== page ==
Diabetes can severely threaten your cat's quality of life and longevity. Today, our Charlotte vets discuss the types, signs, and treatment of diabetes in cats.
Diabetes mellitus is a condition that can develop in cats when blood sugar, or glucose, cannot be effectively utilized and regulated by the body.
Insulin is produced in the pancreas and controls the flow of glucose to the body's cells to provide energy. If your cat's insulin levels are too low, glucose is unable to reach the cells as it should. When this happens, the cat's body begins breaking down fat and protein cells to use for energy, while the unused glucose gradually builds up in the cat's bloodstream.
Type I & Type II Diabetes in Cats
- Type I (Insulin-Dependent) - While rare in cats, Type I Diabetes occurs when the cat's body is unable to produce or release enough insulin into the body.
- Type II (Non-Insulin Dependent) - Type II Diabetes is most common in overweight male cats over 8 years of age, and those cats which eat a high-carbohydrate diet. A cat with Type II diabetes produces enough insulin, but the tissues or organs do not respond appropriately to insulin and have become insulin-resistant.
Signs & Symptoms of Cat Diabetes
A diabetic cat’s body breaks down protein and fat instead of using glucose as a healthy cat's body does. This meant that even cats with a healthy or ravenous appetite will often lose weight. Untreated diabetes in cats can lead to several health complications and symptoms, such as:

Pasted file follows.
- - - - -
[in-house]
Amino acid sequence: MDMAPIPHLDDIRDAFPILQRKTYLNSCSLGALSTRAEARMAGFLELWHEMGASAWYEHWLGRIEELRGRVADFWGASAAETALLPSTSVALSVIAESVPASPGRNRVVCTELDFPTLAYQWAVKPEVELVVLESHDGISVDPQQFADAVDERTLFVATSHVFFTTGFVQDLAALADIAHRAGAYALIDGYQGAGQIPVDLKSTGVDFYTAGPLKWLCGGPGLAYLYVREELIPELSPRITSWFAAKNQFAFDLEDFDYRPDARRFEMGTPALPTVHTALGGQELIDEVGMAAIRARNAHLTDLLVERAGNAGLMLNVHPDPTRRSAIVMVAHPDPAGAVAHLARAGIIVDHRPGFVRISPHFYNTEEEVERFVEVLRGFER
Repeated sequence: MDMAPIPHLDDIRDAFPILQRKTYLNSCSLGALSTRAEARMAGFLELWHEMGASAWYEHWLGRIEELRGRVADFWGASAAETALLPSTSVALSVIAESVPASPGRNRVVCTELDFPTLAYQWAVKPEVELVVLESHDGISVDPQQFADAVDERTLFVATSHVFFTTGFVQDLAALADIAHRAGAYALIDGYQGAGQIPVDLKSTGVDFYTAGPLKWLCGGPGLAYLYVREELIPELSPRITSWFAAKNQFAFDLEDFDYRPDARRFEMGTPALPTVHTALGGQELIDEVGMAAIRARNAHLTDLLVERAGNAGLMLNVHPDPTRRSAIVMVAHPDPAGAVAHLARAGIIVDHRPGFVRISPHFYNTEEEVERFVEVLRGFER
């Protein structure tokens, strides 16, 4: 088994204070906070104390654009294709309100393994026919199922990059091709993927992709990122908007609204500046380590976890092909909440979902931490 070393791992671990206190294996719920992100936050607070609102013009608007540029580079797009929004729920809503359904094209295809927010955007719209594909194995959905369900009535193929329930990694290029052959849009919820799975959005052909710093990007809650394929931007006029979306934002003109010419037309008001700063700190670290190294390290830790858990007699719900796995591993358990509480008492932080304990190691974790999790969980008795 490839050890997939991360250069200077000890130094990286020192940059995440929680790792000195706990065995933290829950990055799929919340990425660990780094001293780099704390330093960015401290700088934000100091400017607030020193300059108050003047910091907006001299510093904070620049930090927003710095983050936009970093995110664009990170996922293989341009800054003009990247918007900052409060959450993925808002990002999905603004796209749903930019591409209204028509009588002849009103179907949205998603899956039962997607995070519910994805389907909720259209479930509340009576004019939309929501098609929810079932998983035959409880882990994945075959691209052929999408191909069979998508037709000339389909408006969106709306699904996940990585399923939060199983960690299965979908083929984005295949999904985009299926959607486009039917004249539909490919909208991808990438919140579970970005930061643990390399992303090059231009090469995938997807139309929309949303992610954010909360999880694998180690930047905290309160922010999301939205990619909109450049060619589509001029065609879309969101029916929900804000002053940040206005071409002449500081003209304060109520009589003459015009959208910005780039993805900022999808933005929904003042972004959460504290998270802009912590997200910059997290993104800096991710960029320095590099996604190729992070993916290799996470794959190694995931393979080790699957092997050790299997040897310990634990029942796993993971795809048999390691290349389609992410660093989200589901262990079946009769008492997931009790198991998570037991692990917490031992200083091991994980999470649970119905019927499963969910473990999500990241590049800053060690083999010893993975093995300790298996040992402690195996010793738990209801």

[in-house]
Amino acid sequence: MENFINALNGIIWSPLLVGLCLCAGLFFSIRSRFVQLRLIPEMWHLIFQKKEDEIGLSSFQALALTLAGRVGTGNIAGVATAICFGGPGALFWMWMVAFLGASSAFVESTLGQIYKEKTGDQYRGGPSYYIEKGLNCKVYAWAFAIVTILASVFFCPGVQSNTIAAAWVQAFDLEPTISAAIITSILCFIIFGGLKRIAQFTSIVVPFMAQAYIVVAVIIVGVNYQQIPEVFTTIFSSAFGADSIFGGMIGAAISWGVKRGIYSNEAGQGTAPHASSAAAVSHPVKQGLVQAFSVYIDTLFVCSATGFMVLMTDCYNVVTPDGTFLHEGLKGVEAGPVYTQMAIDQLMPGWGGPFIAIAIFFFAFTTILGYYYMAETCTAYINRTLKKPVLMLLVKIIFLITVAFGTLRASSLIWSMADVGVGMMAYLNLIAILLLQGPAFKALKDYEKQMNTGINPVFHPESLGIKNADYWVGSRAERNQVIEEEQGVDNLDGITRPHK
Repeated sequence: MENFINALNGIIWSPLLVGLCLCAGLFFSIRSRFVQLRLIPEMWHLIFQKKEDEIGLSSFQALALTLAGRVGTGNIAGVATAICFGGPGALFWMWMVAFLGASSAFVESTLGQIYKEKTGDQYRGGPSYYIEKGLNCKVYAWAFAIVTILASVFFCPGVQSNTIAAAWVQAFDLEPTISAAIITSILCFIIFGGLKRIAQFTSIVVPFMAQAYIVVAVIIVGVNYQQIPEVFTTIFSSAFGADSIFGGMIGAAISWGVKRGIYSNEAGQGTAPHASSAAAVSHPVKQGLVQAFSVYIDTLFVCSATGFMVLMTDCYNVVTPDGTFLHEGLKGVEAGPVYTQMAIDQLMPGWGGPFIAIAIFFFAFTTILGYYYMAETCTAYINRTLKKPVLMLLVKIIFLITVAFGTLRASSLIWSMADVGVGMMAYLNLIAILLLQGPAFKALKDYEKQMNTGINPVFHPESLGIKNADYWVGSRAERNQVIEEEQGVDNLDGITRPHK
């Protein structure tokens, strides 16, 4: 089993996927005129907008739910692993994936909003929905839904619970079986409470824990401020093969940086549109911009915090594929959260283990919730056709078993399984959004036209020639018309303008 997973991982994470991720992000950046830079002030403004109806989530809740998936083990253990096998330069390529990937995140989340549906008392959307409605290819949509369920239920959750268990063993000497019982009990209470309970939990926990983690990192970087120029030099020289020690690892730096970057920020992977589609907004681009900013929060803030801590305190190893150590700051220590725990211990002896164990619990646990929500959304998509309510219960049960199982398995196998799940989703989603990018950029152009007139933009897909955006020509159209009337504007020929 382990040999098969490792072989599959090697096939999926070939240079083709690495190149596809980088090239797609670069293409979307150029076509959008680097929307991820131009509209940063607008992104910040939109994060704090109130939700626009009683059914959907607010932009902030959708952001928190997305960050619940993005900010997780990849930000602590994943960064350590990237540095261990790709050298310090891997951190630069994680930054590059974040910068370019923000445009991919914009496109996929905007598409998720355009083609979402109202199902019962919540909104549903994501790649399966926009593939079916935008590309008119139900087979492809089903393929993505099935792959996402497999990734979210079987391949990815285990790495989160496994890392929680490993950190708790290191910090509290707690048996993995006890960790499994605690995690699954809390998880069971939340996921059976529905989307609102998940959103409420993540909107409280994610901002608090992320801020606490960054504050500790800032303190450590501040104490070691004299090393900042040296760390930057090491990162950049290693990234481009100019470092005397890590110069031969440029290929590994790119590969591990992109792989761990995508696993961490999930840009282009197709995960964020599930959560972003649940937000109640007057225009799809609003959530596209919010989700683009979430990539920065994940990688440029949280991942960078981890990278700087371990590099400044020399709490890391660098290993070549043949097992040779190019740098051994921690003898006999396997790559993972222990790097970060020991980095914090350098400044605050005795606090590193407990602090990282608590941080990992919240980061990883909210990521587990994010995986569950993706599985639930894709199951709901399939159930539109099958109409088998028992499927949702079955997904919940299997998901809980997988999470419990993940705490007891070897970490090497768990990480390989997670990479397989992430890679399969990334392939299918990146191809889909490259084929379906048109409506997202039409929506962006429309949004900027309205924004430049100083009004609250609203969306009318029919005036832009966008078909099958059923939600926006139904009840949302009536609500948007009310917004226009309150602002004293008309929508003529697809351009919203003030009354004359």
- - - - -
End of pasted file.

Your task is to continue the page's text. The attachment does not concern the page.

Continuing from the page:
- Increased thirst
- Increased urination
- Increased appetite
- Lethargy or weakness
- Diarrhea or vomiting
- Walking flat on the backs of their hind legs
- Unhealthy coat and skin
Untreated, diabetes in cats can lead to a variety of debilitating, expensive, and potentially fatal conditions. If your cat is showing symptoms of diabetes it is important to seek veterinary care. There is no cure for diabetes in cats, however, the condition can often be managed through treatment.
Treatment for Feline Diabetes
Your cat will first need to receive an official diagnosis from your veterinarian, who will then prescribe daily management of the condition with insulin injections (which they may train you to give at home). You may also need to make changes to your cat's diet to ensure that they’re getting the right combination of protein, carbohydrates, and fiber. In more severe cases, your vet may recommend a special prescription food to help manage your cat's diabetes.
If your cat is diagnosed with diabetes, regular visits to the vet for blood sugar tests will be essential, or if you prefer, ask your vet if testing your cat’s glucose at home is an option. You may also find it helpful to keep a diary of your cat's appetite and litter use so that any changes are spotted early and checked out.
Note: The advice provided in this post is intended for informational purposes and does not constitute medical advice regarding pets. Please make an appointment with your vet for an accurate diagnosis of your pet's condition.